Thursday, December 6, 2012

Tax Exemptions

Do you contemplate free speech and churches?  Do you think the benefits and restrictions of a 501(c) (3) organization are beneficial to society?

There are two tax advantages for organizations that agree to meet the criteria for 501(c) (3) organizations:
1.    Donations to the organization are tax deductible by the donors as charitable donations
2.    Income (related to their tax exempt status) is not taxable
In order to get those benefits, certain rules need to be followed. At this IRS link is a summary of the rules:
Please note that some nonprofits choose to NOT meet all the criteria and therefore do NOT get both benefits. You will be able to note the verbiage on your receipt. If the organization chose not to qualify, the receipt will say that your donation is not tax deductible. 
I posit that the restrictions are beneficial to society. The restrictions give us at least some confidence that our donations are going for activities for which the organization received its 501(c) (3) status. For example: if the charitable purpose is to feed the poor, the organization will lose its exempt status if all the money goes to enrich the founder. Of course, we would have to do our own research to see if we're happy with the percentage going to overhead vs. to the "good works.” But at least the rules give us a bit of confidence that our money is going for the "good works" which qualified the organization as a 501(c) (3).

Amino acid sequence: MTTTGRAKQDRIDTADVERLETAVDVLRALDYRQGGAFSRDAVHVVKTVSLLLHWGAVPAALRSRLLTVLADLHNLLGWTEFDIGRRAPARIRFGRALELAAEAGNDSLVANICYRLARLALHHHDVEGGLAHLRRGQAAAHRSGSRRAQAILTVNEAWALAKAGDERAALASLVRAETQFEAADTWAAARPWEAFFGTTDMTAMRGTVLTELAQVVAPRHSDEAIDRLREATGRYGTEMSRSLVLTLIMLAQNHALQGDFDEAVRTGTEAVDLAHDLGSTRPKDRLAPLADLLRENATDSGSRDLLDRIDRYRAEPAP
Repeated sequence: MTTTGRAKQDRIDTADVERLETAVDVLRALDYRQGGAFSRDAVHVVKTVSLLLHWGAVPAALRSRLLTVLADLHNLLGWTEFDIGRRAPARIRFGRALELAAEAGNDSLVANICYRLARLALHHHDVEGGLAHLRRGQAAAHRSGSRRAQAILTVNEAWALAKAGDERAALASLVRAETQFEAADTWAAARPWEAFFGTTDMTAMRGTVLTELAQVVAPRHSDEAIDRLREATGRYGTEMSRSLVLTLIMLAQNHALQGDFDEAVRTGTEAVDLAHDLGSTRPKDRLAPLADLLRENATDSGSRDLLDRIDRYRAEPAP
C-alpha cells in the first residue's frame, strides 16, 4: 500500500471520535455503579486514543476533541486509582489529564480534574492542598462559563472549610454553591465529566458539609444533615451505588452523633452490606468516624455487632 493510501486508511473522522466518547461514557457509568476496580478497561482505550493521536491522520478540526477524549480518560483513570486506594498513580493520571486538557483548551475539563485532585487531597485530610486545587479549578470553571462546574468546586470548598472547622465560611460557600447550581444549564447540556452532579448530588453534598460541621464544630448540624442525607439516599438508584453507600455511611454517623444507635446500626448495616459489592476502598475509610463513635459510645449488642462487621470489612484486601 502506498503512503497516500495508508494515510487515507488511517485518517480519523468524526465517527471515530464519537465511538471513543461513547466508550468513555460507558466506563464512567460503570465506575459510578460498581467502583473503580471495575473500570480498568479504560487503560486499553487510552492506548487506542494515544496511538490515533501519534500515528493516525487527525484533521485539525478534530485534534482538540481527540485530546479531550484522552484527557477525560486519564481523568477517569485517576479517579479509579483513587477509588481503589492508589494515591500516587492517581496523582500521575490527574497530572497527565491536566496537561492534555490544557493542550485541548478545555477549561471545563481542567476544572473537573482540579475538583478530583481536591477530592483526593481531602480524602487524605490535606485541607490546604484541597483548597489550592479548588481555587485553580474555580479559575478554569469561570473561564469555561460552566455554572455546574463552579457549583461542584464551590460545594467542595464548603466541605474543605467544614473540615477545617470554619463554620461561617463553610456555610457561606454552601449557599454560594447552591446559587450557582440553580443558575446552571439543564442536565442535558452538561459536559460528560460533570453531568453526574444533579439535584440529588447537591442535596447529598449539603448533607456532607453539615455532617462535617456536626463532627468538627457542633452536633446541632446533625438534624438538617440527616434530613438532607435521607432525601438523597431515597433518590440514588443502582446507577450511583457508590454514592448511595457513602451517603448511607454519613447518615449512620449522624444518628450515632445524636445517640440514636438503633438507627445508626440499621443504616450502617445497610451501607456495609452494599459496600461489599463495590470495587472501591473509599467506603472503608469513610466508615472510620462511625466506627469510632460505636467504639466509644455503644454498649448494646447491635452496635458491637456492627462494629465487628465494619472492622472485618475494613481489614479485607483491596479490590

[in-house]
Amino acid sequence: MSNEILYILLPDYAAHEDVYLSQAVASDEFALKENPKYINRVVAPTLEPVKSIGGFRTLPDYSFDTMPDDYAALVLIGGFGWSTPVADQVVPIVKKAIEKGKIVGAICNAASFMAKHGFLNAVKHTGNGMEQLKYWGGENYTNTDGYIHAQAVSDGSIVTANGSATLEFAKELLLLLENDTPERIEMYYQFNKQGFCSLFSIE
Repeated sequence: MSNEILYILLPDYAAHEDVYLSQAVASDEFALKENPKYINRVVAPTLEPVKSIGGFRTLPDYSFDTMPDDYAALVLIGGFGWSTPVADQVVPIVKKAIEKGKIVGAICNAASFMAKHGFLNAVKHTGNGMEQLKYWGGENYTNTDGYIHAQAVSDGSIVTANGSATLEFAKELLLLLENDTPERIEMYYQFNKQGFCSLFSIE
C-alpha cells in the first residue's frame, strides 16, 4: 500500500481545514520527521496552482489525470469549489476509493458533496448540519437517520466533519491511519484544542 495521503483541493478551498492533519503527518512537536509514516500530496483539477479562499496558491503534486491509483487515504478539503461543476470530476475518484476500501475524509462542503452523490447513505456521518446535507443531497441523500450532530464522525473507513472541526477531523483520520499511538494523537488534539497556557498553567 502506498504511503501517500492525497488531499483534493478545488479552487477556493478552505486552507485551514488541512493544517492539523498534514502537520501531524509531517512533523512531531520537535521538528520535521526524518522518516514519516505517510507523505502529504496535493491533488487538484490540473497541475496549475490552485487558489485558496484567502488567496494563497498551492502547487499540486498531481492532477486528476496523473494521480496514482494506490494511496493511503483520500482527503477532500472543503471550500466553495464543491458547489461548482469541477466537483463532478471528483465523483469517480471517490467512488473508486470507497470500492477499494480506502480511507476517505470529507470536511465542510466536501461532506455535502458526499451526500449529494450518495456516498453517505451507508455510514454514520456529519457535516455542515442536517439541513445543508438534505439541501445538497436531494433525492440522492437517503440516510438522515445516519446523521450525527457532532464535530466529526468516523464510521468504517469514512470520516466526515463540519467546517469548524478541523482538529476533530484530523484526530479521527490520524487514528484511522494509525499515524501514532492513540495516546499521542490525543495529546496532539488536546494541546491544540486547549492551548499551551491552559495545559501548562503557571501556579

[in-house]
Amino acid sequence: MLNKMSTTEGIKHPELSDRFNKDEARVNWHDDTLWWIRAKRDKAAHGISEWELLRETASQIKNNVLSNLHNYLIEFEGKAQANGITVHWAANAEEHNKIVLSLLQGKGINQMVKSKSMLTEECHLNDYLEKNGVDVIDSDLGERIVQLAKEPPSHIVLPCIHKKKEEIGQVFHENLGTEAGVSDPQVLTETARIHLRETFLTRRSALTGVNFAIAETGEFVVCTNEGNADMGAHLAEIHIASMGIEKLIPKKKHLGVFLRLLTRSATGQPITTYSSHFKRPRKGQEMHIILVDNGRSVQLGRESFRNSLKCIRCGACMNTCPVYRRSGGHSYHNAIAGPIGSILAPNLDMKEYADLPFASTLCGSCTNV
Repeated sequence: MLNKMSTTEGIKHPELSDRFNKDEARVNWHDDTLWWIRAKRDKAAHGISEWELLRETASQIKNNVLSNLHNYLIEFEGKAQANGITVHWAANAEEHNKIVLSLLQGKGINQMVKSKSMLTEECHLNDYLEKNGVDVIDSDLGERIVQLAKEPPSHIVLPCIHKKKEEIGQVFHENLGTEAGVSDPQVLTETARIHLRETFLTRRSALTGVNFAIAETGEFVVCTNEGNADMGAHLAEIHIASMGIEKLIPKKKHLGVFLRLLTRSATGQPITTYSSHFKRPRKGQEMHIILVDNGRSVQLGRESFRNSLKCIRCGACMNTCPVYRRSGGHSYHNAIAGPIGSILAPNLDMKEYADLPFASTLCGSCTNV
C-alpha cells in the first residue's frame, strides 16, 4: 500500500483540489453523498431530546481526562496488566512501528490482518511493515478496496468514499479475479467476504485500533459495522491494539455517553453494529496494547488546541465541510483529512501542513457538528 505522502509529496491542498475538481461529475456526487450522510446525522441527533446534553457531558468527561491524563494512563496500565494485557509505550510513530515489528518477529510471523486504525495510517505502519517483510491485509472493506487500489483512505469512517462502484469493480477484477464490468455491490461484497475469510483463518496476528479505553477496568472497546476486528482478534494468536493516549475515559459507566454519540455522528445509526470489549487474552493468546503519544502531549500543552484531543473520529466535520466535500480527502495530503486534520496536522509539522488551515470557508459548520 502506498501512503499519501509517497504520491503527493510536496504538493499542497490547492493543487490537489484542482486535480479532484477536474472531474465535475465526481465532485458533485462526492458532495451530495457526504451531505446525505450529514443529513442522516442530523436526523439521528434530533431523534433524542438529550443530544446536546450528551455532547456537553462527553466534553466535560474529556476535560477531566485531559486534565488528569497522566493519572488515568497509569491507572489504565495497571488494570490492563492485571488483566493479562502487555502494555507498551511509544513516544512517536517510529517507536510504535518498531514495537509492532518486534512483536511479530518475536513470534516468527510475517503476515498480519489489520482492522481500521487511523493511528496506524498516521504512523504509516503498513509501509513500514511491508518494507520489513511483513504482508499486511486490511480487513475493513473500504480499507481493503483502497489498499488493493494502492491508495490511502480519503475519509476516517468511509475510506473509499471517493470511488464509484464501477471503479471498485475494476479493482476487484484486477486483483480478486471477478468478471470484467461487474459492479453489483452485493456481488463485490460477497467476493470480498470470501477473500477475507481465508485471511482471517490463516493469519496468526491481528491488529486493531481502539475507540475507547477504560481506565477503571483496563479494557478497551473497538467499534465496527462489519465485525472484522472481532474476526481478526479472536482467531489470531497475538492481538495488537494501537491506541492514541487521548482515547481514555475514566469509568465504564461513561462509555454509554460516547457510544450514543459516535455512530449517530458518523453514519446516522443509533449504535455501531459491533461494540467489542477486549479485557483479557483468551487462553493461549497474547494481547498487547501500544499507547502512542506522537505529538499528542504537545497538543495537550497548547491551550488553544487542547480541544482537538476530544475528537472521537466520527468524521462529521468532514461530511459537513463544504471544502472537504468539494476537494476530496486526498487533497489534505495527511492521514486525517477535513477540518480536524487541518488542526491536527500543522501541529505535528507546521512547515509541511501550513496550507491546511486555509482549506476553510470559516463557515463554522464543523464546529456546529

Does the tax deduction encourage people to donate to 501(c) (3) organizations? I posit that it does. Some might argue that issuing tax incentives to encourage good behavior is a misuse of the tax code. I disagree with those people. I agree we need to tread carefully when offering tax incentives so that the long term consequences don't bite us where it hurts.
I know that in these economic hard times, people are screaming "close the loop holes." But if the nonprofits are truly doing good works that benefit our society, then it is a good idea to incentivize people to make donations to help the organization achieve its charitable goal.
In summary, I believe the restrictions and the tax benefits to 501(c) (3) organizations benefit our society. Both (restrictions and benefits) should stay.
The next question is "should organizations that try to influence elections be granted 501(c) (3) status”? Or stated another way, do we want to incentivize (via tax deductions) people to give to such organizations? I say no. There is already too much money being thrown at electioneering.   Many people were sick of all the political ads. I don't see any need to incentivize that kind of giving. In my opinion, that would be opening a Pandora’s Box.
Then of course, we get to the subject of free speech.  501 (c) (3) organizations cannot use donations (that qualified as a tax deduction) to try to get someone elected. Is that restriction to free speech fair? I say it is. The donations were given preferred tax treatment because of specific charitable goals that qualified the organization. 
I realize that laws (aimed at trying to prevent elections from being corrupted) create a quandary for free speech.  But it doesn’t seem to me that the area of the 501 (c) (3) is the problem.  If you want to influence elections, then don’t elect to be a 501 (c) (3) organization.  It seems an easy option. 501 (c) (3) status should be limited to organizations doing charitable work.
Susan Aertker


No comments:

Post a Comment